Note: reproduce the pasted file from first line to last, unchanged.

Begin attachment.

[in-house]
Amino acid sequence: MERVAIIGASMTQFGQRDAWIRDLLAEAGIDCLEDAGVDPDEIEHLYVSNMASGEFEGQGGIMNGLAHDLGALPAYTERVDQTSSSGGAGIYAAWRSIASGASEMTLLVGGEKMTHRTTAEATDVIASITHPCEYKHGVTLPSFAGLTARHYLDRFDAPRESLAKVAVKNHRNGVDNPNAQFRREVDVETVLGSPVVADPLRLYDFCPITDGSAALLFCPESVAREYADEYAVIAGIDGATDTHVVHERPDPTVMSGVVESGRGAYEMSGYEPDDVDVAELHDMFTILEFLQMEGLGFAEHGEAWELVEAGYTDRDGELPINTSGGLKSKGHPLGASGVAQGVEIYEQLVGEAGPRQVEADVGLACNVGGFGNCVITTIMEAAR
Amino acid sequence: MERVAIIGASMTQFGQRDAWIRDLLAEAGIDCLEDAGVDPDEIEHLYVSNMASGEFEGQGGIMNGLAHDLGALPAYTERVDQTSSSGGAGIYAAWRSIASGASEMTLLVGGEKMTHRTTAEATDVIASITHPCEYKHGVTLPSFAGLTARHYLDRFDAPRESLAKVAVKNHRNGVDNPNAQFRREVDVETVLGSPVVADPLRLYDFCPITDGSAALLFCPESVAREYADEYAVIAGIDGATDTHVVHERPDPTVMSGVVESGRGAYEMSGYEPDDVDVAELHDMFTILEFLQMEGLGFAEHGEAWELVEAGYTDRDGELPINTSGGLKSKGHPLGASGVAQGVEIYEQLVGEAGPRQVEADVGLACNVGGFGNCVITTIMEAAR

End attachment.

[in-house]
Amino acid sequence: MERVAIIGASMTQFGQRDAWIRDLLAEAGIDCLEDAGVDPDEIEHLYVSNMASGEFEGQGGIMNGLAHDLGALPAYTERVDQTSSSGGAGIYAAWRSIASGASEMTLLVGGEKMTHRTTAEATDVIASITHPCEYKHGVTLPSFAGLTARHYLDRFDAPRESLAKVAVKNHRNGVDNPNAQFRREVDVETVLGSPVVADPLRLYDFCPITDGSAALLFCPESVAREYADEYAVIAGIDGATDTHVVHERPDPTVMSGVVESGRGAYEMSGYEPDDVDVAELHDMFTILEFLQMEGLGFAEHGEAWELVEAGYTDRDGELPINTSGGLKSKGHPLGASGVAQGVEIYEQLVGEAGPRQVEADVGLACNVGGFGNCVITTIMEAAR
Amino acid sequence: MERVAIIGASMTQFGQRDAWIRDLLAEAGIDCLEDAGVDPDEIEHLYVSNMASGEFEGQGGIMNGLAHDLGALPAYTERVDQTSSSGGAGIYAAWRSIASGASEMTLLVGGEKMTHRTTAEATDVIASITHPCEYKHGVTLPSFAGLTARHYLDRFDAPRESLAKVAVKNHRNGVDNPNAQFRREVDVETVLGSPVVADPLRLYDFCPITDGSAALLFCPESVAREYADEYAVIAGIDGATDTHVVHERPDPTVMSGVVESGRGAYEMSGYEPDDVDVAELHDMFTILEFLQMEGLGFAEHGEAWELVEAGYTDRDGELPINTSGGLKSKGHPLGASGVAQGVEIYEQLVGEAGPRQVEADVGLACNVGGFGNCVITTIMEAAR